Hidden sources of joy, fear, and sadness: Explicit versus implicit neural processing of musical emotions

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Hidden sources of joy, fear, and sadness : Explicit versus implicit neural processing of musical emotions. / Bogert, Brigitte; Numminen-Kontti, Taru; Gold, Benjamin; Sams, Mikko; Numminen, Jussi; Burunat, Iballa; Lampinen, Jouko; Brattico, Elvira.

In: Neuropsychologia, Vol. 89, 01.08.2016, p. 393-402.

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Bogert, Brigitte ; Numminen-Kontti, Taru ; Gold, Benjamin ; Sams, Mikko ; Numminen, Jussi ; Burunat, Iballa ; Lampinen, Jouko ; Brattico, Elvira. / Hidden sources of joy, fear, and sadness : Explicit versus implicit neural processing of musical emotions. In: Neuropsychologia. 2016 ; Vol. 89. pp. 393-402.

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@article{3de532993eeb45af85c449e884451844,
title = "Hidden sources of joy, fear, and sadness: Explicit versus implicit neural processing of musical emotions",
abstract = "Music is often used to regulate emotions and mood. Typically, music conveys and induces emotions even when one does not attend to them. Studies on the neural substrates of musical emotions have, however, only examined brain activity when subjects have focused on the emotional content of the music. Here we address with functional magnetic resonance imaging (fMRI) the neural processing of happy, sad, and fearful music with a paradigm in which 56 subjects were instructed to either classify the emotions (explicit condition) or pay attention to the number of instruments playing (implicit condition) in 4-s music clips. In the implicit vs. explicit condition, stimuli activated bilaterally the inferior parietal lobule, premotor cortex, caudate, and ventromedial frontal areas. The cortical dorsomedial prefrontal and occipital areas activated during explicit processing were those previously shown to be associated with the cognitive processing of music and emotion recognition and regulation. Moreover, happiness in music was associated with activity in the bilateral auditory cortex, left parahippocampal gyrus, and supplementary motor area, whereas the negative emotions of sadness and fear corresponded with activation of the left anterior cingulate and middle frontal gyrus and down-regulation of the orbitofrontal cortex. Our study demonstrates for the first time in healthy subjects the neural underpinnings of the implicit processing of brief musical emotions, particularly in frontoparietal, dorsolateral prefrontal, and striatal areas of the brain.",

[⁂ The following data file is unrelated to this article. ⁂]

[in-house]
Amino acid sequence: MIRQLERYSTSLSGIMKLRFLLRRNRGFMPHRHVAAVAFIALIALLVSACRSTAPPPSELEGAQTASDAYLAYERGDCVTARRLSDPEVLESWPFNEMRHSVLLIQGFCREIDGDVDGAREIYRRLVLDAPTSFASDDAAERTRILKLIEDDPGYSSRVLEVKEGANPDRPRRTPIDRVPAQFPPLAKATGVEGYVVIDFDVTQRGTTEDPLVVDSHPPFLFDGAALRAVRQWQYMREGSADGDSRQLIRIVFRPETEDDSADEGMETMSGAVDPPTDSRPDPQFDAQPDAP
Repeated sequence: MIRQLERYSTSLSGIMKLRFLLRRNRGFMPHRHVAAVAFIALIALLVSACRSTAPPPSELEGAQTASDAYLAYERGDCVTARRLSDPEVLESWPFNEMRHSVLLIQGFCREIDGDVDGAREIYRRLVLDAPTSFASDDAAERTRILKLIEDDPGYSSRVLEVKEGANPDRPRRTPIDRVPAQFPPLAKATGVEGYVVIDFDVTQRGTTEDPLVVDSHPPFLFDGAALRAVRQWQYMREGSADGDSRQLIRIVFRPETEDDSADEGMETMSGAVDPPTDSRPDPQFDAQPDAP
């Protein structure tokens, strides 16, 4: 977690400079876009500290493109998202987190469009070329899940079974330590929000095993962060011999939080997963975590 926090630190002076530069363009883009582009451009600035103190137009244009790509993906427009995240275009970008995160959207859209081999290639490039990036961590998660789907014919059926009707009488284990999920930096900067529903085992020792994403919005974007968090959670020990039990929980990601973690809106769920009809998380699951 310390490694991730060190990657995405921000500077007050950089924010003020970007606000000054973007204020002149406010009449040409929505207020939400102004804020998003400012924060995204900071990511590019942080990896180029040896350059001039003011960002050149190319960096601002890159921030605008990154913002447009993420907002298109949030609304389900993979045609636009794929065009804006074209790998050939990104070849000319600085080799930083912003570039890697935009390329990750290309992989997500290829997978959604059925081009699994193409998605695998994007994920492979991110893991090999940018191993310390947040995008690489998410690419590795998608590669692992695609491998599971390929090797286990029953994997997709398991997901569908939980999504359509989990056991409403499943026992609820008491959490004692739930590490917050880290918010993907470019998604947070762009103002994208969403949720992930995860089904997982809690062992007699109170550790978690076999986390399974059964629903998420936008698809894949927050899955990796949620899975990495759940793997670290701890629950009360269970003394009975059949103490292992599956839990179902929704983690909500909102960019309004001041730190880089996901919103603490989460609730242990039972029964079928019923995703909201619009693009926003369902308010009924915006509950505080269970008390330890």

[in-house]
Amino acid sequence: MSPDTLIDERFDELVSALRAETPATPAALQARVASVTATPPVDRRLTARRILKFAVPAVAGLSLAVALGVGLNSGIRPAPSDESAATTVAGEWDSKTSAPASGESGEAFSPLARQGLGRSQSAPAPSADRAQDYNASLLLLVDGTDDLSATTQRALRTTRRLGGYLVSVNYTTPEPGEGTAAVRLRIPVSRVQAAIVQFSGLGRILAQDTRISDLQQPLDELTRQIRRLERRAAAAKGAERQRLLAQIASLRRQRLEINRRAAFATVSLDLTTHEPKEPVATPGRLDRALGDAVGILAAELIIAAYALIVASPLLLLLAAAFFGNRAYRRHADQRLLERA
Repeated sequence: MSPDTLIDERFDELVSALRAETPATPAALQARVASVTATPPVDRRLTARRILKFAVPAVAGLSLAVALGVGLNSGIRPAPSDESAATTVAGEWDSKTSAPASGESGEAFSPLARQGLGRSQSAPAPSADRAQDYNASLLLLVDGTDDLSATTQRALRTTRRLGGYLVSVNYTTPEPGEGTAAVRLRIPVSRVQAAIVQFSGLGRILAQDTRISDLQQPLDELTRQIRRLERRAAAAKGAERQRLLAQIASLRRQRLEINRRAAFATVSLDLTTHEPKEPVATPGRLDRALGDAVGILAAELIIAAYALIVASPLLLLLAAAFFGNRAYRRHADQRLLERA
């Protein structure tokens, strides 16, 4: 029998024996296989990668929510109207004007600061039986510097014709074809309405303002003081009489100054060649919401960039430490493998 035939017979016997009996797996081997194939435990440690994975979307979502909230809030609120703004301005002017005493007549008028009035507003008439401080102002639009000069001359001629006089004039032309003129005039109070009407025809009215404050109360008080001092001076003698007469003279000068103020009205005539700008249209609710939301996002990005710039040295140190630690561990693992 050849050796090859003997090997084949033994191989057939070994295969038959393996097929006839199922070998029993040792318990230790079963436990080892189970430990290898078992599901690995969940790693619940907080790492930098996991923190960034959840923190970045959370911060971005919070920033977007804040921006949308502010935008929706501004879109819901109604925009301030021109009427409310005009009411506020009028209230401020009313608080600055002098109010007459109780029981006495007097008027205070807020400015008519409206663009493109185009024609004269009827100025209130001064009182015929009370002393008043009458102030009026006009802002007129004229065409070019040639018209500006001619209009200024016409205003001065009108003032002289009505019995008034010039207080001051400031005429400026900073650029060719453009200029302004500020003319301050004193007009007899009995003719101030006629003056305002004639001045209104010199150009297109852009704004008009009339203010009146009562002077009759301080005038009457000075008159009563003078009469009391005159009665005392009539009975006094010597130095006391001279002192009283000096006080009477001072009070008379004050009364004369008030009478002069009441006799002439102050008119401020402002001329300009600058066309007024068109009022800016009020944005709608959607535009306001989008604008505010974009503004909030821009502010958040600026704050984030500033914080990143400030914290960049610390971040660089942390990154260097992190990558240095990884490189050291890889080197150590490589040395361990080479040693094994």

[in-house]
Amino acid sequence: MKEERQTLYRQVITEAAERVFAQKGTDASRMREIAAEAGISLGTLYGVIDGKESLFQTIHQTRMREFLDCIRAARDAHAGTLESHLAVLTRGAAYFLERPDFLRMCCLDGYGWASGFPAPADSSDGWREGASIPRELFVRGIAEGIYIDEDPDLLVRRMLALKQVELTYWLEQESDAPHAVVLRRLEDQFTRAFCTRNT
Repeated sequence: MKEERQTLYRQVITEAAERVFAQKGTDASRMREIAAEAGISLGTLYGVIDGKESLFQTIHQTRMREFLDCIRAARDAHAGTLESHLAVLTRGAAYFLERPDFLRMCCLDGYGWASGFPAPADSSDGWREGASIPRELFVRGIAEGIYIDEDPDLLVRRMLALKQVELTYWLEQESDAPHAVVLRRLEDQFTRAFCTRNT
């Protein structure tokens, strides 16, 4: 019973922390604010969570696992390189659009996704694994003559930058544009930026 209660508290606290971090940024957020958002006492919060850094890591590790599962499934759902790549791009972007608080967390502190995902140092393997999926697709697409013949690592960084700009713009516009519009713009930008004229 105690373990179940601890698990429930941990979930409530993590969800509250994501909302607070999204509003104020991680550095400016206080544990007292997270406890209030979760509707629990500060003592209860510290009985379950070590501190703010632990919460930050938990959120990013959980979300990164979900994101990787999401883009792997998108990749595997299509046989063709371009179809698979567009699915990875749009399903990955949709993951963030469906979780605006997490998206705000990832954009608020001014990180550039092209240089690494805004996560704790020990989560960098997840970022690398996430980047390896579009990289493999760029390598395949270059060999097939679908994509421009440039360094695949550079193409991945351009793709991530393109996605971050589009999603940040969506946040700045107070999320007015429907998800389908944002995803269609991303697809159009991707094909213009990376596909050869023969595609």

keywords = "Caudate, Emotion, Explicit processing, Implicit processing, Music",
author = "Brigitte Bogert and Taru Numminen-Kontti and Benjamin Gold and Mikko Sams and Jussi Numminen and Iballa Burunat and Jouko Lampinen and Elvira Brattico",
year = "2016",
month = "8",
day = "1",
doi = "10.1016/j.neuropsychologia.2016.07.005",
language = "English",
volume = "89",
pages = "393--402",
journal = "Neuropsychologia",
issn = "0028-3932",

}

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TY - JOUR

T1 - Hidden sources of joy, fear, and sadness

T2 - Explicit versus implicit neural processing of musical emotions

AU - Bogert, Brigitte

AU - Numminen-Kontti, Taru

AU - Gold, Benjamin

AU - Sams, Mikko

AU - Numminen, Jussi

AU - Burunat, Iballa

AU - Lampinen, Jouko

AU - Brattico, Elvira

PY - 2016/8/1

Y1 - 2016/8/1